The purpose of the present study was twofold: 1) to compare the hierarchy of perceived and produced significant speech pattern contrasts in children with cochlear implants, and 2) to compare this hierarchy to developmental data of children with normal hearing. The subjects included 35 prelingual hearing-impaired children with multichannel cochlear implants. The test materials were the Hebrew Speech Pattern Contrast (HeSPAC) test and the Hebrew Picture Speech Pattern Contrast (HePiSPAC) test for older and younger children, respectively. The results show that 1) auditory speech perception performance of children with cochlear implants reaches an asymptote at 76% (after correction for guessing) between 4 and 6 years of implant use; 2) all implant users perceived vowel place extremely well immediately after implantation; 3) most implanted children perceived initial voicing at chance level until 2 to 3 years after implantation, after which scores improved by 60% to 70% with implant use; 4) the hierarchy of phonetic-feature production paralleled that of perception: vowels first, voicing last, and manner and place of articulation in between; and 5) the hierarchy in speech pattern contrast perception and production was similar between the implanted and the normal-hearing children, with the exception of the vowels (possibly because of the interaction between the specific information provided by the implant device and the acoustics of the Hebrew language). The data reported here contribute to our current knowledge about the development of phonological contrasts in children who were deprived of sound in the first few years of their lives and then developed phonetic representations via cochlear implants. The data also provide additional insight into the interrelated skills of speech perception and production.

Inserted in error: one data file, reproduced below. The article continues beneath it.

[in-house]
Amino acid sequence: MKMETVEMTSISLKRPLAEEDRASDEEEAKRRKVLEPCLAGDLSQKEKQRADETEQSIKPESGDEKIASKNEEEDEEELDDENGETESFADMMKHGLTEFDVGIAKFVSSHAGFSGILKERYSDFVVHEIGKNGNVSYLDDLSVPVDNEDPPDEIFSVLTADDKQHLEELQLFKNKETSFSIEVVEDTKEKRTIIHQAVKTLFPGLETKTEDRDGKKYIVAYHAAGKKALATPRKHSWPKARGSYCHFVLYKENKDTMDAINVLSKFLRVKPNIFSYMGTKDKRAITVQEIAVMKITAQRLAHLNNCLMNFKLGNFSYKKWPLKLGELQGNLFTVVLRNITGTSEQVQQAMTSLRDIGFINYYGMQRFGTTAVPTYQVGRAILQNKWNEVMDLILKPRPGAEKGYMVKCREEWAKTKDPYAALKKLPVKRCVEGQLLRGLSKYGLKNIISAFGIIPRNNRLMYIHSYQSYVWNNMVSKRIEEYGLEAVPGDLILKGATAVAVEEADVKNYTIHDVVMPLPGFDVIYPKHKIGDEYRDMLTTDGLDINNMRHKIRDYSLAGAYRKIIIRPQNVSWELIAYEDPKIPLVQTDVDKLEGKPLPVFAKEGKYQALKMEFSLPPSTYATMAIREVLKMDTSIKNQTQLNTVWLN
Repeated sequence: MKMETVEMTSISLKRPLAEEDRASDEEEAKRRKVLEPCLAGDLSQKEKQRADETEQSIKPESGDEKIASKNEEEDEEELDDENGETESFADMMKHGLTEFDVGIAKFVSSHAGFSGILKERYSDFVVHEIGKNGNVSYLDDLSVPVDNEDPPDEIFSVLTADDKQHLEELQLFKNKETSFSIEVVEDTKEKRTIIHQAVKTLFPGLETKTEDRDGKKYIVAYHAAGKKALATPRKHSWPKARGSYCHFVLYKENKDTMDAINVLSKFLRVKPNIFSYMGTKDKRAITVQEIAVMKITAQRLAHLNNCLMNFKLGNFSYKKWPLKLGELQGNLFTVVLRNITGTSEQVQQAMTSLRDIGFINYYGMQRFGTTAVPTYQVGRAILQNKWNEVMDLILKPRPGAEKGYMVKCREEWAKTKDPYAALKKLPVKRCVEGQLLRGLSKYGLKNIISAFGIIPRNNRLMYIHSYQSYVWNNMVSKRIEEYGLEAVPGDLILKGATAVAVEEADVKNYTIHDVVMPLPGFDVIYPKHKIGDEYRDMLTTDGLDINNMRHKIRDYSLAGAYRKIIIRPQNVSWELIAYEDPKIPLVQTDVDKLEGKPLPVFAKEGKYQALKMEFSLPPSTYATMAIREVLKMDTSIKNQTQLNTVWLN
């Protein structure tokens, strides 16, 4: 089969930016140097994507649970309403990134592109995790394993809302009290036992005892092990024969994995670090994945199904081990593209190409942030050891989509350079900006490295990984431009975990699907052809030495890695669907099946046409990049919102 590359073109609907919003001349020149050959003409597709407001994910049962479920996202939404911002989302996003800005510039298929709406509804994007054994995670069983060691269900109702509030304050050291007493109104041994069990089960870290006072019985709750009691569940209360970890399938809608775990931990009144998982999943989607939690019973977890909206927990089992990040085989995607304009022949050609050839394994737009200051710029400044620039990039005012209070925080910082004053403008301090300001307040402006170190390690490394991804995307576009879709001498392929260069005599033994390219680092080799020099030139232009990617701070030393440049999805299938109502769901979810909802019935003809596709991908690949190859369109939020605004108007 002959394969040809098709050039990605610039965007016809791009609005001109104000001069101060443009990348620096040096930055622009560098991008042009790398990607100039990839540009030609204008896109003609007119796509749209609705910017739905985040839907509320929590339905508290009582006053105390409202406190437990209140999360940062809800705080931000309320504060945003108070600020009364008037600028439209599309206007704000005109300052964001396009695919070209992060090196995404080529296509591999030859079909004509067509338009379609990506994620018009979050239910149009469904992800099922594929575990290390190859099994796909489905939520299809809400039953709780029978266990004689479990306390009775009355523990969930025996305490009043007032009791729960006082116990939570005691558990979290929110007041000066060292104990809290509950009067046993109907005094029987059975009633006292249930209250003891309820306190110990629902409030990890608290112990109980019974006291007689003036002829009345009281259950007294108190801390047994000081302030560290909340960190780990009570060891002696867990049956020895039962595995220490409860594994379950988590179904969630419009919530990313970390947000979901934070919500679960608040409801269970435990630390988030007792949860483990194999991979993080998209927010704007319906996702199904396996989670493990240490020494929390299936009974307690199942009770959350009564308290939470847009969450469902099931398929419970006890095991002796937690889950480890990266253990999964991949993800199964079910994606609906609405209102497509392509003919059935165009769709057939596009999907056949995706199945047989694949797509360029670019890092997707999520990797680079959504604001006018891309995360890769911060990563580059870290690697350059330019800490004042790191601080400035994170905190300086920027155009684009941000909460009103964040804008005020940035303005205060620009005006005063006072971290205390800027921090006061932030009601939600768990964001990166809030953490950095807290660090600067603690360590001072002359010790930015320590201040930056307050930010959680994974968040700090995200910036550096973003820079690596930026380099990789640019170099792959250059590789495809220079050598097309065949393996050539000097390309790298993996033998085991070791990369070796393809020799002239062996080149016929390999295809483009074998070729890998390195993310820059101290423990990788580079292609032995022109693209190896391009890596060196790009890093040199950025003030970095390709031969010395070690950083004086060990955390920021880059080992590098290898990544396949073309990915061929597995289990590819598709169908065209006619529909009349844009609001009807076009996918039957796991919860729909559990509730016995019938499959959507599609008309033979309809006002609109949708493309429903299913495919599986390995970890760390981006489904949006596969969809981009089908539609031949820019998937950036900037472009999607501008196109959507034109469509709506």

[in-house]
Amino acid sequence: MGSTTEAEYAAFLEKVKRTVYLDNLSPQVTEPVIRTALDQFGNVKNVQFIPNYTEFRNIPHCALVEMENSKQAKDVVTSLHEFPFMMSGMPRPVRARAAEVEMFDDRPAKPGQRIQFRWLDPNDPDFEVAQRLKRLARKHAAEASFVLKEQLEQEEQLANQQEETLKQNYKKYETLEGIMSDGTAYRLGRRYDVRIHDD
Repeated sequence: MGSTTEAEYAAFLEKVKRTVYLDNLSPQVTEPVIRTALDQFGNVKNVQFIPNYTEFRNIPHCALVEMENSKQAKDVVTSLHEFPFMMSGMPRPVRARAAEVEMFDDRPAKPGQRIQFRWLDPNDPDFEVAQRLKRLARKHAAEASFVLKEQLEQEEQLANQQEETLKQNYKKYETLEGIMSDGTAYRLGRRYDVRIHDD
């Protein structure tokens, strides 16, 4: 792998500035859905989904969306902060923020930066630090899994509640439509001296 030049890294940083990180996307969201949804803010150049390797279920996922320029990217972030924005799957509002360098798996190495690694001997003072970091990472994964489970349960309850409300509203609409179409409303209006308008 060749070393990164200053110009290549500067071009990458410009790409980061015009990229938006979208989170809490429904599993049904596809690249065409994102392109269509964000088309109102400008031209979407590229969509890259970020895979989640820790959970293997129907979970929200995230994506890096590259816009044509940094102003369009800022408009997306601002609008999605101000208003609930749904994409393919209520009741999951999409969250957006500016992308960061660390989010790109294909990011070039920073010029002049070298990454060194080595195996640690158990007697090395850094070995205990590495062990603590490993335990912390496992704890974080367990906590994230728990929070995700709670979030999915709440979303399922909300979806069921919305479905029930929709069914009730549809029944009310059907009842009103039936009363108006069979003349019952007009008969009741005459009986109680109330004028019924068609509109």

Mendeley saves you time finding and organizing research
Choose a citation style from the tabs below